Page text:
(4) PLAZA 2 de MAYO

Our next stop, the Plaza 2 de Mayo, was built to commemorate a battle fought in Callao on the 2 of May, 1866, against the Spanish Armada.  It was designed to imitate the elegance of Parisian architecture.  All of the buildings in the plaza are the same shade of bright blue (which I found very pretty), for reasons unknown to Cindy’s guide book.


Like the Plaza 2 de Mayo, the Plaza Bolognesi is a monument to war, in this case, the soldier Francisco Bolognesi, hero of the Battle of Arica (a key battle in the War of the Pacific, in which Bolivia and Peru fought Chile for the control of several mineral rich parts of Bolivia and Peru that Chile desired).  The buildings in this plaza were all painted the same shade of orange (a lot less lovely than the blue from above), once again for reasons unknown.


At the Parque de la Cultura, we stumbled upon a Festival for Children’s Rights.  It was both really cute and really bizarre.  Several mascots wandered around in garish costumes, so over the top as to be slightly intimidating (for those of you who dislike clowns, I’m sure these mascots would have inspired similar feelings of revulsion).  We were pretty tired by this point, and we still wanted to get one last stop in, so we didn’t spend a whole lot of time hanging around the festival.  Instead, we headed to the Parque de la Reserva, to see the Circuito Magico del Agua.



This was absolutely my favorite part of the day, and I think it would have been my dad’s favorite part as well.  According to Cindy’s guidebook, the Circuito is “so over-the-top it can’t help but induce stupefaction among even the most hardened traveling cynics.”

The Circuito is comprised of 12 enormous fountains: The Fuente Magico (Magic Fountain), Fuente de la Fantasia (Fantasy Fountain), Fuente de la Ilusion (Fountain of Illusions – as Briana would say, the only illusion is the idea that the fountain is too small to spray anyone, as we all found out the hard way), Fuente Tunel de la Sorpresas) (Tunnel of Surprises Fountain), Fuente Laberinto del Ensueno (Labyrinth of Dreams Fountain), Fuente de la Vida (Fountain of Life), Fuente de las Tradiciones (Fountain of Traditions), Fuente Rio de los Deseos (Fountain of the River of Desires), Fuente de los Ninos (Children’s Fountain), Fuente Arco Iris (Rainbow Fountain), Fuente de la Armonia (Fountain of Harmony), Fuente Tanguis (Tanguis’ Fountain), and Fuente Cupula Visitable (I don’t know how to translate this, but you basically can stand under the arc of the water without getting wet).  Anyway, there is no real way to describe these ridiculous fountains, so I’ll let pictures do my talking for me:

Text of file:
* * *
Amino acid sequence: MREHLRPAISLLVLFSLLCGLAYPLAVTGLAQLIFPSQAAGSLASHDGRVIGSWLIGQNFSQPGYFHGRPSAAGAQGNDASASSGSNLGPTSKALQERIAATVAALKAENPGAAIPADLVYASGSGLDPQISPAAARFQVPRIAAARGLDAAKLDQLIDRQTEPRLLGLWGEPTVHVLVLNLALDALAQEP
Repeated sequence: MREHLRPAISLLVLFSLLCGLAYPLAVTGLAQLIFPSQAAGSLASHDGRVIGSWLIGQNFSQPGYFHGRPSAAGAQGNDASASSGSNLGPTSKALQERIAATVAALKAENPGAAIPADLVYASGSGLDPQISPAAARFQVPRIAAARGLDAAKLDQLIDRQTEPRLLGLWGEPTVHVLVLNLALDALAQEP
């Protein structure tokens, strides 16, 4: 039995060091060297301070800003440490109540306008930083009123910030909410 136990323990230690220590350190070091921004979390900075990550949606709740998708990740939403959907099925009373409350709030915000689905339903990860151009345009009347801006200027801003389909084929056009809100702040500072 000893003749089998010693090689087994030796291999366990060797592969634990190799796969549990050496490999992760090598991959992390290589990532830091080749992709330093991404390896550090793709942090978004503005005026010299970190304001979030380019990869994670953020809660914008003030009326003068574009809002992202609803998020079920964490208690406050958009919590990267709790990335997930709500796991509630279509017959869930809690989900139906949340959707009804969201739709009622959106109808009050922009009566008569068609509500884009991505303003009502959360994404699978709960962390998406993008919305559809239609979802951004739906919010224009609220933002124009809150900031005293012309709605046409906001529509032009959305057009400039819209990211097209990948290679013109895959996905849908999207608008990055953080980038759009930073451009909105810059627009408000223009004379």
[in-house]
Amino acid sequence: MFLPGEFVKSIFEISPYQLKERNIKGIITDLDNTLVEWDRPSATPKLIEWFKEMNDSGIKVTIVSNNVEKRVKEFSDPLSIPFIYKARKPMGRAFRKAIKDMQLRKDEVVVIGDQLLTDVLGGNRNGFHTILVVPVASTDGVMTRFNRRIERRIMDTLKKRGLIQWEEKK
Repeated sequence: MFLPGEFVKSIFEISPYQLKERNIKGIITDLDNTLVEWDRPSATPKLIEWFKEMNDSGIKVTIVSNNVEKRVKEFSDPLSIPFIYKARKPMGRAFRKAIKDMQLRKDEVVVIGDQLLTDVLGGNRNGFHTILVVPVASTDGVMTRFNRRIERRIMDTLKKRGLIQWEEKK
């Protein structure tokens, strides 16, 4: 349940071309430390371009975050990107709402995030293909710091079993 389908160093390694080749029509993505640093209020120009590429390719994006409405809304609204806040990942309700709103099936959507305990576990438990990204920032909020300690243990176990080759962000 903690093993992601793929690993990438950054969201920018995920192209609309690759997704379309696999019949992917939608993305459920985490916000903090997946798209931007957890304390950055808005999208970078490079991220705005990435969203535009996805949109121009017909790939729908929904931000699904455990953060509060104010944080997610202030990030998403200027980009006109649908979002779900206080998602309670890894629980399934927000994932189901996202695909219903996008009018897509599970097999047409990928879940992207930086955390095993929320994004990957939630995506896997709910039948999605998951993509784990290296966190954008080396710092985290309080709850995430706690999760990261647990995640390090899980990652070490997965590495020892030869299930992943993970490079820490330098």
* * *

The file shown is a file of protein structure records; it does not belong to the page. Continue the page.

Cindy ran into the Fuente Laberinto del Ensueno and got happily soaked (to her parents: she went home and immediately took a hot shower, so she’s not ill from the water adventure).


Lauren and Briana went through the tunnel fountain! (not sure what that was called)

And…still more fountains.

And despite the large number of photos we’ve put into this blog post, there are many many more from today. Do check out all our Facebooks for more food, fountains and beauty. Lima is an amazing city.

Lauren: If my dad were here, I think he would have particularly loved the Fuente Laberinto del Ensueno, because you get to run into it.  Of course, he is too mature to run into fountains in his clothes, but I think he would have enjoyed pushing other people in.  He probably would have also enjoyed the Fuente de la Armonia, because it was shaped like a triangle, and you couldn’t even tell at first that the triangle was made out of water – it looked a lot more solid than that.  As someone who has traveled with him while he points out all the ‘cool’ architectural sights, I feel confident that he would have enjoyed this watery triangle!  Happy Father’s Day 🙂

Cindy: I think my dad would have most enjoyed the taster’s market early in the day. We both love food, and he’s very open to trying strange new cuisine. For example, he once ordered dog while we were in China and pushed me to try some because hey, it was already dead and my refusal to partake wasn’t going to bring it back to life. I don’t remember what it tasted like, but happy father’s day! Thanks for pushing me to explore – the guinea pig was chewy and delicious.

Briana‘s asleep right now, but we can ask her tomorrow what her dad would’ve liked most about today.

We have no idea what we’re going to be doing tomorrow, but it’ll probably be fabulous.  Look forward to another blog post on Sunday, and possibly a surprise post to make up for our delay yesterday!


Posted on June 17, 2012, in GROW Trip 2012 Blog. Bookmark the permalink. Leave a comment.